with multiplication, comultiplication, identity, counit, and antipode $S$,
satisfying the axioms above. If in addition the comultiplication
is cocommutative then the Hopf algebra is called {\bf cocommutative}.
So the group ring of any group is a cocommutative Hopf algebra.
Conversely any cocommutative Hopf algebra behaves in many ways as if it were
the group ring of some group.
The comultiplication is rather difficult to handle in notation. We
assume that for each $h\in H$ we have chosen finite sets of elements
$h_{1i}$ and $h_{2i}$ such that $\Delta(h)=\sum_ih_{1i}\otimes
h_{2i}$. If $H$ is a Hopf algebra then the comultiplication on $H$
induces a multiplication on the dual $H^*=\Hom_R(H,R)$ which makes
$H^*$ into an associative algebra over $R$ with unit $\eta$. If $H$ is
cocommutative then $H^*$ is commutative. If $H$ is a finitely
generated free module over $R$ then $H^*$ also has a coalgebra
structure making it into a Hopf algebra induced by the product of $H$,
but in general $H^*$ does not have a coalgebra structure, because the
natural map from $H^*\otimes_RH^*$ to $(H\otimes_RH)^*$ is not usually
an isomorphism.
{\bf Example 2.3.} If $L$ is a Lie algebra over $R$ then the universal
enveloping algebra $U(L)$ of $L$ is a Hopf algebra,
with the comultiplication induced by $\Delta(g)=g\otimes 1+1\otimes g$
and $S$ induced by $S(g)=-g$ for $g\in L\subset U(L)$.
If $R$ is a field of characteristic 0 then Lie algebras
over $R$ are essentially equivalent to formal groups, and the
universal enveloping algebra of $g$ is just isomorphic to
the Hopf algebra of the formal group corresponding to $g$
(defined below). If $R$ is not
an algebra over $\Q$ then the Hopf algebra $U(L)$ usually
does not have particularly good properties, and the Hopf algebras
of formal groups behave much better (at least for the purposes of this paper).
A formal group of dimension $n$ over a commutative ring $R$ (see [S,
II.4.6]) is an $n$-tuple $F(x,y)=(F_1(x,y),\ldots,F_n(x,y))$ of formal
power series in $2n$ variables $x=(x_1,\ldots,x_n),y=(y_1,\ldots,y_n)$
such that
\item{(1)} $F(0,y)=y$, $F(x,0)=x$.
\item{(2)} $F(x,F(y,z))=F(F(x,y),z)$.
Axiom 1 implies the existence of unique power series
$\phi(x)=(\phi_1(x),\ldots,\phi_n(x))$ with $\phi(0)=0$ and
\item{(3)} $F(x,\phi(x))=0=F(\phi(x),x)$.
We will abbreviate $F(x,y)$ to $xy$ and $\phi(x)$ to $x^{-1}$,
so that the axioms above become the same as the usual group axioms
(except that the multiplicative identity is rather confusingly written as 0).
{\bf Example 2.4.} The formal group of $GL_n$. This formal group
has $n^2$ variables $x=(x_{ij})$ which we think of as the $n^2$
entries of an $n\times n$ matrix. The power series $F$ and $\phi$
are defined by $I_n+F(x,y)=(I_n+x)(I_n+y)$ and $I_n+\phi(x)=(I_n+x)^{-1}$
where $I_n$ is the identity matrix. So for example $F_{ik}(x,y)=x_{ik}+y_{ik}
+\sum_jx_{ij}y_{jk}$.
We can also define formal groups of countable infinite dimension in a
countable infinite number of variables $x_i$, $i\in N$, provided we
are careful to use the correct definition of formal power series in an
infinite number of variables: a formal power series in variables $x_i$
is defined as a formal infinite sum $\sum_{00$ and $S(\log(x))=
\log(x)$. (We could also define $S(\log(x))=\log(x)+c$ for any $c\in R$
if we did not mind that $S^2\ne 1$.) This defines a vertex
structure on $H$ which gives a vertex group. Similarly in examples 3.6
to 3.8 we could introduce formal logs of the functions $b$ or $D_k$ that
we inverted.
We can define homomorphisms of vertex groups as follows. The definition
is the obvious one if one thinks of a vertex group as a group
ring.
\proclaim Definition 3.10. Suppose $G_1$ and $G_2$ are vertex groups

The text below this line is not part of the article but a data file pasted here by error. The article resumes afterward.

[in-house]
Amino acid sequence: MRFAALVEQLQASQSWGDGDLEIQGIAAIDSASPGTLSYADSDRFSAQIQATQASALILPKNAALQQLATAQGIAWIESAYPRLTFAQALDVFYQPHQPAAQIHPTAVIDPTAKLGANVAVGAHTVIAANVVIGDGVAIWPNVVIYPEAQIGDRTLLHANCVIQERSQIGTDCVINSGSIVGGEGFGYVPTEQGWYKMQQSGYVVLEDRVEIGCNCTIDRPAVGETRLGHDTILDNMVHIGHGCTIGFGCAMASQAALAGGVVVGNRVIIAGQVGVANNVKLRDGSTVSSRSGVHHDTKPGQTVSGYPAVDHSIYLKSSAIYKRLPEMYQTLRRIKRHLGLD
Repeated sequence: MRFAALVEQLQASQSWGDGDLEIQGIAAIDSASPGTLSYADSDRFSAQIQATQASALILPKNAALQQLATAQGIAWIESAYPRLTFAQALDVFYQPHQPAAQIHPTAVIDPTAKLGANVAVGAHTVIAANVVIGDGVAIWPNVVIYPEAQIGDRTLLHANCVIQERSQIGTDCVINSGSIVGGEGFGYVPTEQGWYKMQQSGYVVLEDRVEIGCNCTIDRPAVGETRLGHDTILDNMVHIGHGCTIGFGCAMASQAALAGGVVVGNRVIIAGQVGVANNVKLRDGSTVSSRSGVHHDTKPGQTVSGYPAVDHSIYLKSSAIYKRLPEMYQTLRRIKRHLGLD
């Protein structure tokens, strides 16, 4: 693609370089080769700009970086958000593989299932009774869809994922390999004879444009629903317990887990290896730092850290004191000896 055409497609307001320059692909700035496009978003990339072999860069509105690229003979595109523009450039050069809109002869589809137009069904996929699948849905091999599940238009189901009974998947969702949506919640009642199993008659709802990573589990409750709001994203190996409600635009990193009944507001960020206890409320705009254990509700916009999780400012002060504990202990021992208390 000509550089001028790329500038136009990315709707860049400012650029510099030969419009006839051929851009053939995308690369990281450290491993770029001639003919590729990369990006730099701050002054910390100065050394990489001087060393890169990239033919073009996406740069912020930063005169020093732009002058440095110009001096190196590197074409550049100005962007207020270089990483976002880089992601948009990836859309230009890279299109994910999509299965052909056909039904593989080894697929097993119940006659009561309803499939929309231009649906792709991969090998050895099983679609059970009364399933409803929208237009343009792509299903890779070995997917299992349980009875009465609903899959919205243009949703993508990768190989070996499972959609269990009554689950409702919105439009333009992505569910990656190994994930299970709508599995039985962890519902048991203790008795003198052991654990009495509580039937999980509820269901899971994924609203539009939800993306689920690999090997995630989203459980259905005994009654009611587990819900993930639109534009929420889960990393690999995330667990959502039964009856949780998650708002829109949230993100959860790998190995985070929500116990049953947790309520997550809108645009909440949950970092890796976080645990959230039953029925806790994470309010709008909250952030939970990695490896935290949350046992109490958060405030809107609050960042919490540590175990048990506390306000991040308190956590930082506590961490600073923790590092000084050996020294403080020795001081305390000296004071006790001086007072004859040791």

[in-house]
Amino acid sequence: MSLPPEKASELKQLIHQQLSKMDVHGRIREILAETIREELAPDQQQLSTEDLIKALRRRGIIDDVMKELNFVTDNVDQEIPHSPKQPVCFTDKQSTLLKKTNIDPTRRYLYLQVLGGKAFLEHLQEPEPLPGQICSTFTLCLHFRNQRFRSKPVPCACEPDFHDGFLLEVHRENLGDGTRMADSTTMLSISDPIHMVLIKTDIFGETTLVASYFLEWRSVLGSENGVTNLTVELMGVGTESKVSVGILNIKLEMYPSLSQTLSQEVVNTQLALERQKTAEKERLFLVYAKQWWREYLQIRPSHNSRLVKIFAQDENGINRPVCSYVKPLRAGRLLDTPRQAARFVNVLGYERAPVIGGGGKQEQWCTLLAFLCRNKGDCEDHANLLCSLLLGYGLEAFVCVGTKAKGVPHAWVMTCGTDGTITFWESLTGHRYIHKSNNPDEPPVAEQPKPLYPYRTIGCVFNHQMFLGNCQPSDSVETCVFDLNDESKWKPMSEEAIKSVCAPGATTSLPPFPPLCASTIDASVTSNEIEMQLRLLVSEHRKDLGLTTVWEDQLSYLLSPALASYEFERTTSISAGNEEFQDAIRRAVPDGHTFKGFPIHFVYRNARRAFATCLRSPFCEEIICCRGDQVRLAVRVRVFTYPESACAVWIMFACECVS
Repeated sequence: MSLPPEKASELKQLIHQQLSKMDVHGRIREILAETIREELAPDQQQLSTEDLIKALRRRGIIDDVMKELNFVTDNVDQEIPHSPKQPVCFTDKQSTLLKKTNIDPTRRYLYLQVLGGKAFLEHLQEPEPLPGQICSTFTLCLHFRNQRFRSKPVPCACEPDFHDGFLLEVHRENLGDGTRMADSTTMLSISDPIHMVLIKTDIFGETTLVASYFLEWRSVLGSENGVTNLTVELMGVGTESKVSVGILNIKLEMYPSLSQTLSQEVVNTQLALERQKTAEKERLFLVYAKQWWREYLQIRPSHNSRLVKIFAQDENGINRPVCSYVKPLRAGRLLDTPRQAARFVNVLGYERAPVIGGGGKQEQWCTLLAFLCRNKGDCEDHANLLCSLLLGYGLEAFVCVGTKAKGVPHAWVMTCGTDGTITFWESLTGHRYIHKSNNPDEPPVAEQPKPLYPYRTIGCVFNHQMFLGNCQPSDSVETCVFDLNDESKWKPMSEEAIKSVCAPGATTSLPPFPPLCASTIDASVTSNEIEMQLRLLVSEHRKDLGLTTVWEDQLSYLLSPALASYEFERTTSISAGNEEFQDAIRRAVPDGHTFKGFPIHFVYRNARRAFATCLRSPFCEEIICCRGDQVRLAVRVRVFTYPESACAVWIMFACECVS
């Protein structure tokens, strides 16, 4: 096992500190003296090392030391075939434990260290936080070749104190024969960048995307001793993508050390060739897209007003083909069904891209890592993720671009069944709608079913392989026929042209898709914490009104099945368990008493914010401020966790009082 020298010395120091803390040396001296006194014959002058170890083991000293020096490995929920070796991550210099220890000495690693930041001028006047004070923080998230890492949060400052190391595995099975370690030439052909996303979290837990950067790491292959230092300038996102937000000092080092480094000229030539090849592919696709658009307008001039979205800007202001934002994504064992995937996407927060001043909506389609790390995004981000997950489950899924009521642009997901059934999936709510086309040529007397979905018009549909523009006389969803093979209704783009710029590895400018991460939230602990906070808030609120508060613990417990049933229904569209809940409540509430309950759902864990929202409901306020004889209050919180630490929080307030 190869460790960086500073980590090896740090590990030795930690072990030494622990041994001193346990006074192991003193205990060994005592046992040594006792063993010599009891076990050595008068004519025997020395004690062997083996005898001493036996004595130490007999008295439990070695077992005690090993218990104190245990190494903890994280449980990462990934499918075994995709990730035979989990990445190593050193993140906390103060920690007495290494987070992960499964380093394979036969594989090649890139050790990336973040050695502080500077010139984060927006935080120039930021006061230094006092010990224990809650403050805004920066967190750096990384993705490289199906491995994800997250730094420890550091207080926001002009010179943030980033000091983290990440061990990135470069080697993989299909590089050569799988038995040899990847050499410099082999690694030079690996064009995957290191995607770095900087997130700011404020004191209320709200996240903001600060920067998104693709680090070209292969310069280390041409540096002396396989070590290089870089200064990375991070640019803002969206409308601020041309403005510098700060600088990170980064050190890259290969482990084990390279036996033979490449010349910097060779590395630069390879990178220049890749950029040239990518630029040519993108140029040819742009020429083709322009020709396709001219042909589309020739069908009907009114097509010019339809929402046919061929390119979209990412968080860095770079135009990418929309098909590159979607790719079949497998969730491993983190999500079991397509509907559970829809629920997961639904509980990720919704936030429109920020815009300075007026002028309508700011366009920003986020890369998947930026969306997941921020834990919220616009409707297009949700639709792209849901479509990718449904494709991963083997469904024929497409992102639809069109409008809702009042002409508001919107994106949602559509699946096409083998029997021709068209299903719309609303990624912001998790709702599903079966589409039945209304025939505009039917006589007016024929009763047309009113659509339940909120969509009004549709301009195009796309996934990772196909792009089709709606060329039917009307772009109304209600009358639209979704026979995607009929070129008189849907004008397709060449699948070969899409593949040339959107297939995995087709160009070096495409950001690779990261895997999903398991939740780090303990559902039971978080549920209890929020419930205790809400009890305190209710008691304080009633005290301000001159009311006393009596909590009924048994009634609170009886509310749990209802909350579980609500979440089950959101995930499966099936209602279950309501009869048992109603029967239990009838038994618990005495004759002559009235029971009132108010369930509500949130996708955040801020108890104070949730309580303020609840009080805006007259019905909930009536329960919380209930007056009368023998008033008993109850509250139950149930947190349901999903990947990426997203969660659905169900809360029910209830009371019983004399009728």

with group rings $H_1$ and $H_2$ and rings of singular functions
$K_1$ and $K_2$. Then a homomorphism of vertex groups from
$G_1$ to $G_2$ consists of a homomorphism of
Hopf algebras (over $R$) from $H_1$ to $H_2$, together
with a $H_2^*$-algebra homomorphism from $K_2$ to $K_1$
which commutes with the antipode and the left and right actions
of $H_1$.
{\bf Example 3.11.} If $G_1$ and $G_2$ are ``really'' discrete groups, in other
words if $H_1$ and $H_2$ are their group rings
and $K_1=H_1^*$, $K_2=H_2^*$, then a homomorphism of vertex
groups from $G_1$ to $G_2$ is the same as a homomorphism
of groups from $H_1$ to $H_2$.
{\bf Example 3.12.} Suppose $G_1$ is the trivial group (or rather the vertex
group corresponding to it). If $G_2$ is also an honest group, then
there is a unique homomorphism from $G_1$ to $G_2$. If $G_2$ is an
arbitrary vertex group this is not usually true. For example if $G_2$
is the vertex group of example 3.4 with $K_2=R[[x]][x^{-1}]$ then there
is no homomorphism from $G_1$ to $G_2$, because the homomorphism from
$H_2^*=R[[x]]$ to $H_1=R$ cannot be extended to the field $K_2$. The
significance of this is as follows. If $G_1$ and $G_2$ are groups
then any homomorphism from $G_1$ to $G_2$ induces a forgetful
functor from $G_2$
algebras to $G_1$ algebras in the obvious way. In particular if we
take $G_1$ to be the trivial group this shows (in a rather roundabout
way!) that any $G_2$ algebra has an underlying associative algebra
structure. Similarly for $G$ vertex algebras a homomorphism
from $G_1$ to $G_2$ induces a natural forgetful functor from
$G_2$ vertex algebras to $G_1$ vertex algebras.
However we cannot use this to show that every $G_2$ vertex algebra
has an underlying associative algebra structure, because
the map from the trivial vertex group to $G_2$ need not exist.
{\bf Example 3.13.} We can construct products of vertex groups
with the usual universal properties. For example
the product $G_1\times G_2$ of two vertex groups $G_1$, $G_2$ is
constructed as follows. The underlying Hopf algebra of $G_1\times G_2$
is $H_1\otimes H_2$, and the ring of singular functions is
$(H_1\otimes H_2)^*\otimes_{H_1^*\otimes H_2^*}K_1\otimes K_2$.
{\bf Example 3.14.} Suppose $G_1$ is the vertex group
with $K_1=R[[z]][z^{-1}]$ of example 3.4
and $G_2$ is the 2 dimensional vertex group
$G_1\times G_1$, so that $K_2=R[[x,y]][x^{-1},y^{-1}]$.